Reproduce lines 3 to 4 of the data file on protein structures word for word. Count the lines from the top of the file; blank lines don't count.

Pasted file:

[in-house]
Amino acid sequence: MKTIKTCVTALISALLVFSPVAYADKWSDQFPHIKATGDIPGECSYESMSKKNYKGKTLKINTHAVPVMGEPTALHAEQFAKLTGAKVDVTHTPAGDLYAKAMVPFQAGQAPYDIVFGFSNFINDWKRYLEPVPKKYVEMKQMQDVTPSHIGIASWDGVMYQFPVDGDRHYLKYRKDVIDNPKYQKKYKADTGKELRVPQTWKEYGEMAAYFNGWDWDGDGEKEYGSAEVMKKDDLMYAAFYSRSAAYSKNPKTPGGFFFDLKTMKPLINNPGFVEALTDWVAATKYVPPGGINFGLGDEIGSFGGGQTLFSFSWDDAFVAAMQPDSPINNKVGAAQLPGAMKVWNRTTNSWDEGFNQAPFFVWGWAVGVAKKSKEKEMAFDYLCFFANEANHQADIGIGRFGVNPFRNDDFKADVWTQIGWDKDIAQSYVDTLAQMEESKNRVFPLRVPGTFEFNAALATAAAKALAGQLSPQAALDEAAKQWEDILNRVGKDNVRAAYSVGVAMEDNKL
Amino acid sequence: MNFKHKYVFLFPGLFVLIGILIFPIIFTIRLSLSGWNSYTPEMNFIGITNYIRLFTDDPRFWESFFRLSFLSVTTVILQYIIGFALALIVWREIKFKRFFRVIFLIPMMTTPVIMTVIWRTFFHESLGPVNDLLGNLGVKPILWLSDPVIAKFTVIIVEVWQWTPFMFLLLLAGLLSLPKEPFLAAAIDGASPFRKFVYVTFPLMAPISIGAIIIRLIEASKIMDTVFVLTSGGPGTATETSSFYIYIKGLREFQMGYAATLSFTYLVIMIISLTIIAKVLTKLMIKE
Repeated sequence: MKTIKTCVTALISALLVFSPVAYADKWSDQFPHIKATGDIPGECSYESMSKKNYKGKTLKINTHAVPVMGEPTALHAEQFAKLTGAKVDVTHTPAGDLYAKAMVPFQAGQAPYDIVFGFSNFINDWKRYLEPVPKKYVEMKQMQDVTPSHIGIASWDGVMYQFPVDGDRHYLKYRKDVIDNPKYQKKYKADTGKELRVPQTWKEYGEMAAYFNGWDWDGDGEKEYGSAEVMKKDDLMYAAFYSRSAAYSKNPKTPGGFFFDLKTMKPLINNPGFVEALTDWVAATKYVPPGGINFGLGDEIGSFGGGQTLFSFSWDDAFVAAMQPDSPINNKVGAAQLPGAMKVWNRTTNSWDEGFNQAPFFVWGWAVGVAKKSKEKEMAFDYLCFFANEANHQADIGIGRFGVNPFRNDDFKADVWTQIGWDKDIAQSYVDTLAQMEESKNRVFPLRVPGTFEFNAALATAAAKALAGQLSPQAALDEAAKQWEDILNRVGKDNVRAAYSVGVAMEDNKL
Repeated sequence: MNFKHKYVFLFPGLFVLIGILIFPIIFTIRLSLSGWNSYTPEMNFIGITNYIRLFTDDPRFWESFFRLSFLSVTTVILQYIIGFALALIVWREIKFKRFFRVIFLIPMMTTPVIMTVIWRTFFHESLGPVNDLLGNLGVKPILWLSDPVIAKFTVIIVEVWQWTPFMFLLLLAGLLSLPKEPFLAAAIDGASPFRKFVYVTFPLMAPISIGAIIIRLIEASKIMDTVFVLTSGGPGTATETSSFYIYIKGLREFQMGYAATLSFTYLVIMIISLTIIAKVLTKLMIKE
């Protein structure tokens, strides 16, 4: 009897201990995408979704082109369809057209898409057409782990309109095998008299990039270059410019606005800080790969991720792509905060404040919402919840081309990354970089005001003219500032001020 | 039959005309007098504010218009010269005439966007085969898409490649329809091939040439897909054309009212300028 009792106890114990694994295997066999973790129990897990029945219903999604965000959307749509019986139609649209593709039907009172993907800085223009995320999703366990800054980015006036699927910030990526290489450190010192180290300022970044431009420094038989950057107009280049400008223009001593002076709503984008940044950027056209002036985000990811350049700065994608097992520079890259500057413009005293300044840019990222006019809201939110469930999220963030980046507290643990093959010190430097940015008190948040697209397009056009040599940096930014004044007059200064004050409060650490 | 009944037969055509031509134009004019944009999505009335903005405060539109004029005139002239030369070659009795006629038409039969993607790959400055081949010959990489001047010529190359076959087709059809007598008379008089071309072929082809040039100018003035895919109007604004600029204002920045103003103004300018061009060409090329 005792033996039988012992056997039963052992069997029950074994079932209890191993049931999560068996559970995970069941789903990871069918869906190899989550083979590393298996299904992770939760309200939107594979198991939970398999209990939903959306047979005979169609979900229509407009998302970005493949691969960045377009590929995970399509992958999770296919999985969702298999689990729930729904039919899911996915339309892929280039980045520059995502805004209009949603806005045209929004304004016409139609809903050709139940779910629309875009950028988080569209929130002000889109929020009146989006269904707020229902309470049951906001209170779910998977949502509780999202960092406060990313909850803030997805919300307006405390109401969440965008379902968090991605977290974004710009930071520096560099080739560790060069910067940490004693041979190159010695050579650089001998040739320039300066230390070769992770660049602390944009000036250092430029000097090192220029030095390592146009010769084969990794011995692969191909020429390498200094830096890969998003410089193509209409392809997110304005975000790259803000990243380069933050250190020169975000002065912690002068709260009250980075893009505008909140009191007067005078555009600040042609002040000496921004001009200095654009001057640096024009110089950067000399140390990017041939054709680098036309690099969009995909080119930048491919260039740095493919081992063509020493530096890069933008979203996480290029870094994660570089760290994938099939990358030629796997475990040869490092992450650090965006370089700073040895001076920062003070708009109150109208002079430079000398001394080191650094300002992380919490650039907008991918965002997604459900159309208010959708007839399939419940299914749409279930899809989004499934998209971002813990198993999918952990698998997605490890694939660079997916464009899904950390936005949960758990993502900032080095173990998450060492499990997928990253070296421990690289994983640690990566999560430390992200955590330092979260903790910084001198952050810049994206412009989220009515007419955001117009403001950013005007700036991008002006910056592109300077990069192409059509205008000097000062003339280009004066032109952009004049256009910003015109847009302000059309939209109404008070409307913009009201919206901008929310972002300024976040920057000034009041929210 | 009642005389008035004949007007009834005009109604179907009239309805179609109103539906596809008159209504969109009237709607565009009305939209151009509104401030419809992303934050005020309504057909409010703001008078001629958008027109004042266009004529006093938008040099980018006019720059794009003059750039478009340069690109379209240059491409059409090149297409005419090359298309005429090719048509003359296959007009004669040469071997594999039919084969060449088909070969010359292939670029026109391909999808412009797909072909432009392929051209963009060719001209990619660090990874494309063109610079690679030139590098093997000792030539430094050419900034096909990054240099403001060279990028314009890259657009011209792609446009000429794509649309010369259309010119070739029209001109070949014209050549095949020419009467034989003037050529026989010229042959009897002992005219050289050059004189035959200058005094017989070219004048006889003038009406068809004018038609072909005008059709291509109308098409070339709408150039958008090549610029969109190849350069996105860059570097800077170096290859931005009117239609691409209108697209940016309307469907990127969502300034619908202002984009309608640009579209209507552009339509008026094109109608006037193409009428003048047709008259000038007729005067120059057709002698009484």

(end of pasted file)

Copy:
Amino acid sequence: MNFKHKYVFLFPGLFVLIGILIFPIIFTIRLSLSGWNSYTPEMNFIGITNYIRLFTDDPRFWESFFRLSFLSVTTVILQYIIGFALALIVWREIKFKRFFRVIFLIPMMTTPVIMTVIWRTFFHESLGPVNDLLGNLGVKPILWLSDPVIAKFTVIIVEVWQWTPFMFLLLLAGLLSLPKEPFLAAAIDGASPFRKFVYVTFPLMAPISIGAIIIRLIEASKIMDTVFVLTSGGPGTATETSSFYIYIKGLREFQMGYAATLSFTYLVIMIISLTIIAKVLTKLMIKE
Repeated sequence: MKTIKTCVTALISALLVFSPVAYADKWSDQFPHIKATGDIPGECSYESMSKKNYKGKTLKINTHAVPVMGEPTALHAEQFAKLTGAKVDVTHTPAGDLYAKAMVPFQAGQAPYDIVFGFSNFINDWKRYLEPVPKKYVEMKQMQDVTPSHIGIASWDGVMYQFPVDGDRHYLKYRKDVIDNPKYQKKYKADTGKELRVPQTWKEYGEMAAYFNGWDWDGDGEKEYGSAEVMKKDDLMYAAFYSRSAAYSKNPKTPGGFFFDLKTMKPLINNPGFVEALTDWVAATKYVPPGGINFGLGDEIGSFGGGQTLFSFSWDDAFVAAMQPDSPINNKVGAAQLPGAMKVWNRTTNSWDEGFNQAPFFVWGWAVGVAKKSKEKEMAFDYLCFFANEANHQADIGIGRFGVNPFRNDDFKADVWTQIGWDKDIAQSYVDTLAQMEESKNRVFPLRVPGTFEFNAALATAAAKALAGQLSPQAALDEAAKQWEDILNRVGKDNVRAAYSVGVAMEDNKL